Sometimes you have to get pretty creative to fight an alien invasion
“Invasion Defense Team” – Volunteer team from Diving Enterprises, Ltd in Salem, Va.
OK – maybe “alien” is a bit strong, but Eurasian watermilfoil (Myriophyllum spicatum), is an invasive aquatic plant that can create major problems for native plant and animal species, as well as park visitors (see the video below).
At Douthat State Park, we discovered Eurasian watermilfoil growing in the lake during the summer of 2011. It grew quickly and started clogging up the park’s paddle boats.
This summer, our efforts included reaching out to the folks atDiving Enterprises, Ltdin Salem, Virginia. With their network of skilled and certified SCUBA divers, they helped put together a wonderful group of volunteers to attack the watermilfoil.
Preparing to dive!
The group joined park staff on August 24, 2014 for a special volunteer event unlike any other held at Douthat State Park. Twelve divers worked in two areas, collecting the Eurasian watermilfoil and bringing it up to the surface to be disposed of.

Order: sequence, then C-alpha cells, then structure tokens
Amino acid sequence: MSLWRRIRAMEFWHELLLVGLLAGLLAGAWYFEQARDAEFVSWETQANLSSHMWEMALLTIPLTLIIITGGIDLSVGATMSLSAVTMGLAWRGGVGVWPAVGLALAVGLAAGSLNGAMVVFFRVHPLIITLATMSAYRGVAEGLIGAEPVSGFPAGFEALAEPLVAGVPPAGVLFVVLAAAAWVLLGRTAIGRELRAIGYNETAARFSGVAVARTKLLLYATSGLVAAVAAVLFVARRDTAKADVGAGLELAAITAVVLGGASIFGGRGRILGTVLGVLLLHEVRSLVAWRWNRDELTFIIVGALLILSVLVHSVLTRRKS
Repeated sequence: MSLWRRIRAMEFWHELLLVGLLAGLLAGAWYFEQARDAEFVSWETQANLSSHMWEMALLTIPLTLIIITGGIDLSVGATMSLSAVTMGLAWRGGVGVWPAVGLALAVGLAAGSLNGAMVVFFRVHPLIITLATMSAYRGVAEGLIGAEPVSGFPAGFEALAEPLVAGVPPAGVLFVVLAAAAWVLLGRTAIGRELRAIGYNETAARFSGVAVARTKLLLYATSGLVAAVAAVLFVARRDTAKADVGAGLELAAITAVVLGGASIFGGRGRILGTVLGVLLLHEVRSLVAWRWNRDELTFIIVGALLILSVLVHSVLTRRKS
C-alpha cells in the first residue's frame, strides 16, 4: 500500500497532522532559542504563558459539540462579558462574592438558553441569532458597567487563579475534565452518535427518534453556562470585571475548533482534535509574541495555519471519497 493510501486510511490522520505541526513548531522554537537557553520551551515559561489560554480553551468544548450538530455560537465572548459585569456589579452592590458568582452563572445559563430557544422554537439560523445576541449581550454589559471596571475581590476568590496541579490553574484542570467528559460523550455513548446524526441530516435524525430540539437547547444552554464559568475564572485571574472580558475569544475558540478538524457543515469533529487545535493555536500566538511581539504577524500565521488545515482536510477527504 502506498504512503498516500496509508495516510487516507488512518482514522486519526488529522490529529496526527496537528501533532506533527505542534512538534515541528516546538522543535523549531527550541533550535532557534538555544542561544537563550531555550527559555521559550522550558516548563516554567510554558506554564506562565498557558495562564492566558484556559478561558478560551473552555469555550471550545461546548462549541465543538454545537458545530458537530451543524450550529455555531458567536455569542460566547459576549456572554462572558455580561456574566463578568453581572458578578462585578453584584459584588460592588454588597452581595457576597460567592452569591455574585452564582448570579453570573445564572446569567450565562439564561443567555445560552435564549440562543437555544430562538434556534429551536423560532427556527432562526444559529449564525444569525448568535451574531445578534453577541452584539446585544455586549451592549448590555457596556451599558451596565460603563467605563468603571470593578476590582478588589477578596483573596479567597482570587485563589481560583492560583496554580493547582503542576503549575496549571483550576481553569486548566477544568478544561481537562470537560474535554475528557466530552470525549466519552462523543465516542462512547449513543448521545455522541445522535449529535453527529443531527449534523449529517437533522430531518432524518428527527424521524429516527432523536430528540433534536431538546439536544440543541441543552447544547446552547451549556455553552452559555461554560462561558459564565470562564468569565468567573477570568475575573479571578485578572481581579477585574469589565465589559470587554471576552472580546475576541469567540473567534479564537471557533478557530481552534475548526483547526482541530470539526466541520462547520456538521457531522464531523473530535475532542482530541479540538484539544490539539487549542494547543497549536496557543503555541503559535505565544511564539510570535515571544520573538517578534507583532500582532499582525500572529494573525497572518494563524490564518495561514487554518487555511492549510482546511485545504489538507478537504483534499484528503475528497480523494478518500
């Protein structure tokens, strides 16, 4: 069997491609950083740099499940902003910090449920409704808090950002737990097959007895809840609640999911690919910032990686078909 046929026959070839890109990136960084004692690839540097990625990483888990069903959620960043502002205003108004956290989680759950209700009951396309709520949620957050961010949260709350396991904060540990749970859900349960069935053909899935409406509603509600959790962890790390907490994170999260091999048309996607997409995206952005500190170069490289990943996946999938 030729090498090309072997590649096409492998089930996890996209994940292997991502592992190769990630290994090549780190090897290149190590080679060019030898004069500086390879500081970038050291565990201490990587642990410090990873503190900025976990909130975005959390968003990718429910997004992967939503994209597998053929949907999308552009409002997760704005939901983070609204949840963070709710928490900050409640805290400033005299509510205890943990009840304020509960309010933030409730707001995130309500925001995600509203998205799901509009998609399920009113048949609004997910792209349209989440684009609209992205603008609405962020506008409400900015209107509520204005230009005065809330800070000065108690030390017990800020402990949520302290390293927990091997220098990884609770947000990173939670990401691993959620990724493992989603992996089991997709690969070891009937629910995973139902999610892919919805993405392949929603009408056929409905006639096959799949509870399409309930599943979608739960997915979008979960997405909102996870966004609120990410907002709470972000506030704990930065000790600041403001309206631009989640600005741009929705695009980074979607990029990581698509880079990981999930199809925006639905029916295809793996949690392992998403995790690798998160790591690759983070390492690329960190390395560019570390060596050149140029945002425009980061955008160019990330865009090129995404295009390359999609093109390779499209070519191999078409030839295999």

Returning to the surface with hands full of "milfoil"
In three hours, the divers collected over 200 pounds of Eurasian watermilfoil. By pulling the plant, roots and all, they helped to remove the invasive and slow its spread in Douthat's lake.
Volunteers play an important role in maintaining our click here.
Treatment of watermilfoil takes careful planning; it is important to preserve a healthy population of native species while effectively killing or removing the invasive plant.
Watermilfoil originated in Eurasia and was introduced to the United States in the 1940s. It grows up from the lake bottom in long stems usually 3 to 10 feet long, but sometimes up to 33 feet long. It can create thick mats at the water surface, blocking out light to other plants and creating a problem for boats moving through the area.
For a list of alien plant invaders in natural areasclick here.